The enemy appeared to see me and turned very hard to port diving towards a thick cloud layer. I followed on the turn and closed in to 350 – 400 yards when I opened fire from dead astern. Strikes were observed which caused a large fire in the starboard engine. The enemy aircraft was well alight and disappeared vertically through the cloud.

At this moment I saw two aircraft approaching me through cloud and as I was satisfied that the former combat had ended in a kill and that the Ju88 would inevitably hit the ground I did not follow but turned towards the two aircraft whom I suspected to be customers. I closed in on both of them and I identified them as Mosquitos.

Sub/Lt Richardson a navigator of 410 squadron (Bungle 33) confirms my first kill having seen the E/A well alight and hit the ground and he saw the second E/A well alight. I reported the second combat to Tailcoat. The combat took place 5/6 miles south of Caen

Almost immediately after identifying the Mosquitos referred to above, I obtained a freelance visual on an aircraft 4000’ range same height 5000’ crossing starboard to port. I closed to 2000’ dead astern and identified the aircraft as a Ju88 which identity was confirmed by my Navigator. When I was about 300 yards behind the E/A it dived steeply to port towards cloud.

I followed and gave two short bursts and I observed strikes from one of the bursts on the fuselage. The E/A took advantage of the cloud cover and I followed with the use of A/I though it was taking violent evasive action and dropping large quantities of window. When we were almost at treetop height visual was regained range 4000ft dead astern. The enemy had ceased evasive action.

I closed in to 250 yards dead astern and gave it a short burst from which strikes were observed. The E/A pulled up almost immediately and turned to port with debris falling and sparks issuing from it. The enemy stalled and dived into a 4 acre field and exploded. The kill took place 5 miles S of Lisieux.

I climbed to 5000 ft called Tailcoat and reported the kill and at my request was given a north westerly vector back to the scene of enemy activity. I once again saw A.A fire ahead above cloud and I headed towards it and at 05:22 hours contact was obtained on two aircraft and much window. (a) at a range of 4 miles 10 o’clock (b) 2 miles 10 o’clock.

I decided to intercept the nearer of the two and obtained a visual dead astern at a range of 4000 on a Do217. The E/A must have seen me for almost immediately it dived into cloud and took very evasive action and threw out large quantities of window for several minutes in cloud. I followed through cloud using A/I and the E/A eventually straightened up at cloud base.

Visual was regained at a range of 2000’ dead astern and below. I closed to 300 yards and fired a short burst. Strikes were seen on the fuselage which began to burn furiously. The E/A turned gently to starboard, pulled his nose up and the dorsal gunner opened fire a wild burst which headed in the wrong direction. The E/A dived into the ground in flames and exploded.

Claim: 2 Ju88’s destroyed. 1 Ju88 probably destroyed. 1 Do217 destroyed.

Ammunition: PI 89. PO 90. SI 94. SO 91.”

(PI = Port Inner, PO = Port Outer etc. For a photo of the Hispano cannon arrangement, see this post)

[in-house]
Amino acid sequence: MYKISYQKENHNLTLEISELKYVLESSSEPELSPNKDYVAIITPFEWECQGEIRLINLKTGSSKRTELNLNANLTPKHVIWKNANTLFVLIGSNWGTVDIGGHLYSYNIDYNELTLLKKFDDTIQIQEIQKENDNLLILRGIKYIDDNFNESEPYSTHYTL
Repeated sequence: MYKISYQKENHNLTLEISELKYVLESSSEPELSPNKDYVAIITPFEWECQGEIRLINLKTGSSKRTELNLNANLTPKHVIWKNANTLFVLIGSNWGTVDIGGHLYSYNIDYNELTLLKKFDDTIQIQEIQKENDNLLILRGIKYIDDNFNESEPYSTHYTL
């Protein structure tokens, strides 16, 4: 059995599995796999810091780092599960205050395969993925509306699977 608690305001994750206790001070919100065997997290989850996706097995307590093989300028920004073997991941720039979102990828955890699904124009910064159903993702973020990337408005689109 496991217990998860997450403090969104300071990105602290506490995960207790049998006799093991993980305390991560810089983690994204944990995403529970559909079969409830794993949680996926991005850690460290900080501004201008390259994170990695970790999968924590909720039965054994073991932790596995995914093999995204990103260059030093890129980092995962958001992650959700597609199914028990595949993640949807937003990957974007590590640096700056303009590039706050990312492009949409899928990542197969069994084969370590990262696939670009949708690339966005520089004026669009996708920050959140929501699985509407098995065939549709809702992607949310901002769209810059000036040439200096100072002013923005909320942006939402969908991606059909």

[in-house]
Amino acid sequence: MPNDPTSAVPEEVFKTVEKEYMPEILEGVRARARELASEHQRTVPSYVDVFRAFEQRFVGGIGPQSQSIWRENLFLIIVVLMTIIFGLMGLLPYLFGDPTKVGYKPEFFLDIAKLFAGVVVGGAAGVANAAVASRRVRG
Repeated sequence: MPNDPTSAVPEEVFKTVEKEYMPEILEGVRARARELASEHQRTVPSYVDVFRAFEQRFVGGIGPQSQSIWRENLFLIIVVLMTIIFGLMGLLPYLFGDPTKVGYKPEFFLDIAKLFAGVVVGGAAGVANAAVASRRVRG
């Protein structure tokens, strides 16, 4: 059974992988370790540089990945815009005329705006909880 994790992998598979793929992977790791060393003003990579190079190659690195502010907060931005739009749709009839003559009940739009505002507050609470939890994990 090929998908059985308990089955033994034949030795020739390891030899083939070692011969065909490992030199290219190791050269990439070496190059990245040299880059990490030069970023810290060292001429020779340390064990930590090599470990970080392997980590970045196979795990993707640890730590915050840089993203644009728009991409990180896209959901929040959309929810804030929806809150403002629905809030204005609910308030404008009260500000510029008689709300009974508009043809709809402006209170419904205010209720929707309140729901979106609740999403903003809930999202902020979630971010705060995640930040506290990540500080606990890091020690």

Location of Jameson & Crookes' 4 kills (Image from Google Earth)

Location of Jameson & Crookes’ 4 kills
(Image from Google Earth)

Information later provided by the 410 Squadron navigator, Sub/Lt Richardson enabled the “probable” to be confirmed as a kill. By strange coincidence, this was the very same Sub/Lt Murray Richardson who, along with 5 colleagues from the Fleet Air Arm, had been seconded to 488(NZ) Squadron earlier in the year!

I think Jameson & Crookes’ successes tonight may be one of the greatest (but least well known) stories of the air war. In 30 minutes, and with the expenditure of only 90 rounds per cannon, 4 enemy aircraft were identified, tracked through cloud using A/I and destroyed. F/Lt George “Jamie” Jameson returned to his native New Zealand in August 1944 with a total of 11 enemy aircraft destroyed, 1 probably destroyed and 1 damaged, leaving him as the leading New Zealand night fighter ace of World War Two!

In addition, the aircraft in which they flew, MM466 ME-R holds the honour of being the Top Scoring Mosquito fighter during the war, also with a total of 11 enemy aircraft destroyed. 6 of these were while she was with 488!

Norman Crookes (L) and "Jamie" Jameson (R) standing in front of ME-R. (Image source, http://www.telegraph.co.uk)

Norman Crookes (L) and “Jamie” Jameson (R) standing in front of ME-R.
(Image source, http://www.telegraph.co.uk)

15/vi/44 Patrol and Success for F/Lt P Hall

15th June 00:30
DH Mosquito XIII HK427 ME-L (A/I Mk.VIII)
Pilot: F/O Scott
Navigator (R): Self
PATROL – Fighter Direction Tender 216
In east of beach area, le Havre & Caen. Considerable activity. Two bogies – one discounted on account of IFF & one Halifax.
(1 Ju 88 destroyed by F/Lt PFL Hall & F/O Rd’A. Marriott)

F/Lt Peter Hall and his Nav/Rad Flg Off Dick Marriott, flying in aircraft MM513 ME-D destroyed a Ju88 approximately 7 miles west of St-Lô. The “Pilots Personal Combat Report” reads:

“On patrol near Bayeux I was given 240 degs. By GCI 82, onto a bogey at 8 miles range, target travelling 320 degs. After various vectors contact obtained at 2 miles range, at 0220 hrs. Height 7,000 ft. Course 340 degs. Closed on gently weaving and climbing target and got visual of Ju.88, rnage 1,000ft, height 9,000 ft. Opened fire at 200 yds range, dead astern. Strikes seen and enemy aircraft peeled off to port. Second burst fired as he peeled off, without effect. Visual lost but contact held on AI as target dived to 4,000 ft, weaving. Second visual obtained at a range of 1,000 ft. Several short bursts were fired from which further strikes were seen. Finally, I closed to 100 yds, and E/A exploded after a one second burst. E/A disappeared below, flaming, and hit the ground where wreckage was seen clearly burning. Position probably 5 to 10 miles south west of St-Lô [approximate position given as 49°N 01° 10’W]. Debris was felt to strike own A/C and radiator temperature of starboard engine was seen to rise, so that airscrew was feathered and we returned to base, switching on the R/T when required. Landed Zeals 0325 hrs”

This was Peter Hall’s 3rd victory of his tour to date

13/vi/44 – FDT Patrol and Success for S/Ldr Bunting

13th June 14:20
DH Mosquito XIII MM558 ME-E (A/I Mk.VIII)